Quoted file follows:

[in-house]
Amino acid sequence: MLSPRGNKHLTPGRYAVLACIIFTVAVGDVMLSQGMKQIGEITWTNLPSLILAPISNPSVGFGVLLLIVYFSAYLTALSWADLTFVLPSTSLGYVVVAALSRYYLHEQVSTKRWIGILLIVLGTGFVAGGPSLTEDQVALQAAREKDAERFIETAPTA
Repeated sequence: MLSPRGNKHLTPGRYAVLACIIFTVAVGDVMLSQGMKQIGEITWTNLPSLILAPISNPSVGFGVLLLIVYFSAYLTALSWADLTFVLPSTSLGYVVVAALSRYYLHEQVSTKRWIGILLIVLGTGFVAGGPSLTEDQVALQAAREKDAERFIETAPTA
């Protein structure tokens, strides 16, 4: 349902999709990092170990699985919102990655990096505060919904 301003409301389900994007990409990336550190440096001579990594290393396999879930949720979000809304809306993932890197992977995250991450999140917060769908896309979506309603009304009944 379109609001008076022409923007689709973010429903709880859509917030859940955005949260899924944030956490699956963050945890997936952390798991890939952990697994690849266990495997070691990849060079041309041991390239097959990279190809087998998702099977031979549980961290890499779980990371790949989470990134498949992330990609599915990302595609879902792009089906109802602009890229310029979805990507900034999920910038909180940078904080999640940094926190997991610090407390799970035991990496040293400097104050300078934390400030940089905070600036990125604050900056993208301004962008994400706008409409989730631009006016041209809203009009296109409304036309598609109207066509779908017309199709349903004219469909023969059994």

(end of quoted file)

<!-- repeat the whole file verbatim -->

[in-house]
Amino acid sequence: MLSPRGNKHLTPGRYAVLACIIFTVAVGDVMLSQGMKQIGEITWTNLPSLILAPISNPSVGFGVLLLIVYFSAYLTALSWADLTFVLPSTSLGYVVVAALSRYYLHEQVSTKRWIGILLIVLGTGFVAGGPSLTEDQVALQAAREKDAERFIETAPTA
Repeated sequence: MLSPRGNKHLTPGRYAVLACIIFTVAVGDVMLSQGMKQIGEITWTNLPSLILAPISNPSVGFGVLLLIVYFSAYLTALSWADLTFVLPSTSLGYVVVAALSRYYLHEQVSTKRWIGILLIVLGTGFVAGGPSLTEDQVALQAAREKDAERFIETAPTA
């Protein structure tokens, strides 16, 4: 349902999709990092170990699985919102990655990096505060919904 301003409301389900994007990409990336550190440096001579990594290393396999879930949720979000809304809306993932890197992977995250991450999140917060769908896309979506309603009304009944 379109609001008076022409923007689709973010429903709880859509917030859940955005949260899924944030956490699956963050945890997936952390798991890939952990697994690849266990495997070691990849060079041309041991390239097959990279190809087998998702099977031979549980961290890499779980990371790949989470990134498949992330990609599915990302595609879902792009089906109802602009890229310029979805990507900034999920910038909180940078904080999640940094926190997991610090407390799970035991990496040293400097104050300078934390400030940089905070600036990125604050900056993208301004962008994400706008409409989730631009006016041209809203009009296109409304036309598609109207066509779908017309199709349903004219469909023969059994």